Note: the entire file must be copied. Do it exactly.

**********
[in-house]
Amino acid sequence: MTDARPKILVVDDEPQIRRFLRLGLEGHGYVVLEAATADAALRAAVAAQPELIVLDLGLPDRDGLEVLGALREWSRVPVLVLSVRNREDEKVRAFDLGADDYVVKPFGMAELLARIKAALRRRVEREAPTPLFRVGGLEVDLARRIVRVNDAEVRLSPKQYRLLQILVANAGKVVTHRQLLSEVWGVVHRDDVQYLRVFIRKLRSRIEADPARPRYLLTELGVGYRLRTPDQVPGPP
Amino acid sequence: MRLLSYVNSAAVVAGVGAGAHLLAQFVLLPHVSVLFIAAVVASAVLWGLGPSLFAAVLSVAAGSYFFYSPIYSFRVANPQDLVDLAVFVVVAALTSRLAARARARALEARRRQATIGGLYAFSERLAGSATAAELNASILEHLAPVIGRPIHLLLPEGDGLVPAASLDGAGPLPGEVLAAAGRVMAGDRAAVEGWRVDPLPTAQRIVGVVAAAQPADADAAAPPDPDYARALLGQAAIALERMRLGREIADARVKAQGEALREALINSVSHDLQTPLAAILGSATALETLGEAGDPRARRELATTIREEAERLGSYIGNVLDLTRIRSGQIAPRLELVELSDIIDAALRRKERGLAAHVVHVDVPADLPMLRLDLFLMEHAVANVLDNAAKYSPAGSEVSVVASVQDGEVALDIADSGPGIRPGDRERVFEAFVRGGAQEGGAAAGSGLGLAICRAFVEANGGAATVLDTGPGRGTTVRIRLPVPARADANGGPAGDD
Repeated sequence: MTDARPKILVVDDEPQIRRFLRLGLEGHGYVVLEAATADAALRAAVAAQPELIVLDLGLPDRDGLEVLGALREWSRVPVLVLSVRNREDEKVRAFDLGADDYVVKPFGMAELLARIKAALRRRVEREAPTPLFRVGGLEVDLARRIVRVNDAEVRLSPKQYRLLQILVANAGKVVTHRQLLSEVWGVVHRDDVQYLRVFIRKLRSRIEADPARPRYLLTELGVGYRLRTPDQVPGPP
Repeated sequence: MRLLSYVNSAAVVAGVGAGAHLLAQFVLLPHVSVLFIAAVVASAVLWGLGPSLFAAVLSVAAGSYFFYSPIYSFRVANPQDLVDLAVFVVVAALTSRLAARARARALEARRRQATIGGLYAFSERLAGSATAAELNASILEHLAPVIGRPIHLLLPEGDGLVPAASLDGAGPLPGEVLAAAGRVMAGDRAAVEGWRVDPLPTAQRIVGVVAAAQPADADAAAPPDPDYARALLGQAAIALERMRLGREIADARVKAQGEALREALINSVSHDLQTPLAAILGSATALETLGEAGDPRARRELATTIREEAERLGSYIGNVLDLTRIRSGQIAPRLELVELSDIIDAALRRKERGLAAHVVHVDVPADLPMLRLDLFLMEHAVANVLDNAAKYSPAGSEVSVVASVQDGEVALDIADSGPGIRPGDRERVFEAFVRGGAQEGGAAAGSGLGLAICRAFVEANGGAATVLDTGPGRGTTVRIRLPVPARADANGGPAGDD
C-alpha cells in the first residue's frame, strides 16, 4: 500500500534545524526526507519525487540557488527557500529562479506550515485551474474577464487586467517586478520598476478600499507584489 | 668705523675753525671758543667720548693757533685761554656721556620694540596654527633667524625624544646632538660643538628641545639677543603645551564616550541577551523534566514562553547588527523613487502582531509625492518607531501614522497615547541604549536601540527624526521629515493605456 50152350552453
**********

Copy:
[in-house]
Amino acid sequence: MTDARPKILVVDDEPQIRRFLRLGLEGHGYVVLEAATADAALRAAVAAQPELIVLDLGLPDRDGLEVLGALREWSRVPVLVLSVRNREDEKVRAFDLGADDYVVKPFGMAELLARIKAALRRRVEREAPTPLFRVGGLEVDLARRIVRVNDAEVRLSPKQYRLLQILVANAGKVVTHRQLLSEVWGVVHRDDVQYLRVFIRKLRSRIEADPARPRYLLTELGVGYRLRTPDQVPGPP
Amino acid sequence: MRLLSYVNSAAVVAGVGAGAHLLAQFVLLPHVSVLFIAAVVASAVLWGLGPSLFAAVLSVAAGSYFFYSPIYSFRVANPQDLVDLAVFVVVAALTSRLAARARARALEARRRQATIGGLYAFSERLAGSATAAELNASILEHLAPVIGRPIHLLLPEGDGLVPAASLDGAGPLPGEVLAAAGRVMAGDRAAVEGWRVDPLPTAQRIVGVVAAAQPADADAAAPPDPDYARALLGQAAIALERMRLGREIADARVKAQGEALREALINSVSHDLQTPLAAILGSATALETLGEAGDPRARRELATTIREEAERLGSYIGNVLDLTRIRSGQIAPRLELVELSDIIDAALRRKERGLAAHVVHVDVPADLPMLRLDLFLMEHAVANVLDNAAKYSPAGSEVSVVASVQDGEVALDIADSGPGIRPGDRERVFEAFVRGGAQEGGAAAGSGLGLAICRAFVEANGGAATVLDTGPGRGTTVRIRLPVPARADANGGPAGDD
Repeated sequence: MTDARPKILVVDDEPQIRRFLRLGLEGHGYVVLEAATADAALRAAVAAQPELIVLDLGLPDRDGLEVLGALREWSRVPVLVLSVRNREDEKVRAFDLGADDYVVKPFGMAELLARIKAALRRRVEREAPTPLFRVGGLEVDLARRIVRVNDAEVRLSPKQYRLLQILVANAGKVVTHRQLLSEVWGVVHRDDVQYLRVFIRKLRSRIEADPARPRYLLTELGVGYRLRTPDQVPGPP
Repeated sequence: MRLLSYVNSAAVVAGVGAGAHLLAQFVLLPHVSVLFIAAVVASAVLWGLGPSLFAAVLSVAAGSYFFYSPIYSFRVANPQDLVDLAVFVVVAALTSRLAARARARALEARRRQATIGGLYAFSERLAGSATAAELNASILEHLAPVIGRPIHLLLPEGDGLVPAASLDGAGPLPGEVLAAAGRVMAGDRAAVEGWRVDPLPTAQRIVGVVAAAQPADADAAAPPDPDYARALLGQAAIALERMRLGREIADARVKAQGEALREALINSVSHDLQTPLAAILGSATALETLGEAGDPRARRELATTIREEAERLGSYIGNVLDLTRIRSGQIAPRLELVELSDIIDAALRRKERGLAAHVVHVDVPADLPMLRLDLFLMEHAVANVLDNAAKYSPAGSEVSVVASVQDGEVALDIADSGPGIRPGDRERVFEAFVRGGAQEGGAAAGSGLGLAICRAFVEANGGAATVLDTGPGRGTTVRIRLPVPARADANGGPAGDD
C-alpha cells in the first residue's frame, strides 16, 4: 500500500534545524526526507519525487540557488527557500529562479506550515485551474474577464487586467517586478520598476478600499507584489 | 668705523675753525671758543667720548693757533685761554656721556620694540596654527633667524625624544646632538660643538628641545639677543603645551564616550541577551523534566514562553547588527523613487502582531509625492518607531501614522497615547541604549536601540527624526521629515493605456 50152350552453